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Submission + - Why Can't Intel Kill x86? ( 2

jfruh writes: "As tablets and cell phones become more and more important to the computing landscape, Intel is increasingly having a hard time keeping its chips on the forefront of the industry, with x86 architecture failing to find much success in mobile. The question that arises: Why is Intel so wedded to x86 chips? Well, over the past thirty years, Intel has tried and failed to move away from the x86 architecture on multiple occasions, with each attempt undone by technical, organizational, and short-term market factors."
The Media

WikiLeaks Will Unveil Major Bank Scandal 1018

Atmanman writes "When WikiLeaks announced it was releasing 251,287 US diplomatic cables, we all thought we knew what was meant by its earlier ominous words that, 'The coming months will see a new world, where global history is redefined.' It now appears the organization is sitting on a treasure trove of information so big that it has stopped taking submissions. Among data to be released are tens of thousands of documents from a major US banking firm and material from pharmaceutical companies, finance firms and energy companies."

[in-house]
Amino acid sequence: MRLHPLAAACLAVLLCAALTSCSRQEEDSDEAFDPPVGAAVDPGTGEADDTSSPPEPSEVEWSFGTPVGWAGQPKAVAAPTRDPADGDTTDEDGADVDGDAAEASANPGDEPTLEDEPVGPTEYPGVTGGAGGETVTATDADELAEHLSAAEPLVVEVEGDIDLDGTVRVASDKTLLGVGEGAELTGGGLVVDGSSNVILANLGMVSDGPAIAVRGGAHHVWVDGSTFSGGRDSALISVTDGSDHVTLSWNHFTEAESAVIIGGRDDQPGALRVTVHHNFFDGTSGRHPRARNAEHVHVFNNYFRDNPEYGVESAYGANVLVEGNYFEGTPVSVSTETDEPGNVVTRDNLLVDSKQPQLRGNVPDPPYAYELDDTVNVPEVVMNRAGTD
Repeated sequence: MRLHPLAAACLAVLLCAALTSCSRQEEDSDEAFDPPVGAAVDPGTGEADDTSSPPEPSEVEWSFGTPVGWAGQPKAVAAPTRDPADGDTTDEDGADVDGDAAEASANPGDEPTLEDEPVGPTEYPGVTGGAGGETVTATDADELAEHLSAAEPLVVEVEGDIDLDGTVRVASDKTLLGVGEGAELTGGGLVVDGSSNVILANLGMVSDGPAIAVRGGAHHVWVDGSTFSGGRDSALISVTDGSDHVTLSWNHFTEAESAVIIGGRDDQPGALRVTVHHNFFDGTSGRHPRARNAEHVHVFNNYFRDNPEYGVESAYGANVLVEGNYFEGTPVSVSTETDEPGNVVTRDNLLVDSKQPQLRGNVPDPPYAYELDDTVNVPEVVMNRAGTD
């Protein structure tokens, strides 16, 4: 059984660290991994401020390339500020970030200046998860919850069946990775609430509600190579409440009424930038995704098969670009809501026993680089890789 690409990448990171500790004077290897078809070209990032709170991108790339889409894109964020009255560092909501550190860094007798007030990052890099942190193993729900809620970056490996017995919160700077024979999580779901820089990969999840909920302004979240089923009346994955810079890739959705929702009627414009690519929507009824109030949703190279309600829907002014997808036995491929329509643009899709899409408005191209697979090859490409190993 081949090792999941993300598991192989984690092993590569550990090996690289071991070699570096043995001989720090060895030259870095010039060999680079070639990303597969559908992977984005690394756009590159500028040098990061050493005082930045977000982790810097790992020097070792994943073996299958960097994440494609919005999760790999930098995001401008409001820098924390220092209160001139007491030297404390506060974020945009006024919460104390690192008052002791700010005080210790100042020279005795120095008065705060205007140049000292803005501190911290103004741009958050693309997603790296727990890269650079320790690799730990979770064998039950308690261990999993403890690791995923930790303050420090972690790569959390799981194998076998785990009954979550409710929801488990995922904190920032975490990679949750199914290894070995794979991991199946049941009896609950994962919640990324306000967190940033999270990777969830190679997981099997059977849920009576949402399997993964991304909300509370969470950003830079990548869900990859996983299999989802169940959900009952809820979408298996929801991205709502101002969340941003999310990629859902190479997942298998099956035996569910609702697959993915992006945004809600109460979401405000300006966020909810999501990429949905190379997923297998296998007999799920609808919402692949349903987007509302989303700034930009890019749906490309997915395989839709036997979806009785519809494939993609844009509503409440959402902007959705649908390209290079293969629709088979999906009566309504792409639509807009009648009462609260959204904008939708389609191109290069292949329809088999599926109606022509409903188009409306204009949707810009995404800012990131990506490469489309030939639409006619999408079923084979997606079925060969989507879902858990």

Submission + - New superconductor has "surprising" proper (

schliz writes: US researchers believe that they have discovered an entirely,boffins-find-new-class-of-superconductor.aspx">new kind of superconductor. The team from the National High Magnetic Field Laboratory at Florida State University reported "surprising magnetic properties" in new superconductors based on iron and arsenic which they have called "doped rare earth iron oxyarsenides".

The research suggests that the material may have future applications including improved magnetic resonance imaging machines, and a new generation of superconducting electric motors, generators and power transmission lines.


Submission + - How do I get my blog back from Blogger?

Sameer Deans writes: "I've been using the blogging service provided by Blogger, which is owned by Google, since 2004. No trouble at all, with great features. My blog has accounts of my travels to various places and a few observations about work and life. All content I have ever uploaded to it is owned by me (pictures and videos) so there is no question of me violating any terms of service. Last week , my blog was removed without any reason being provided. Blogger does not respond to help request. I do not know what else to do...I've lost 4 years worth of blog posts ! If anyone knows what else I can do... please let me know."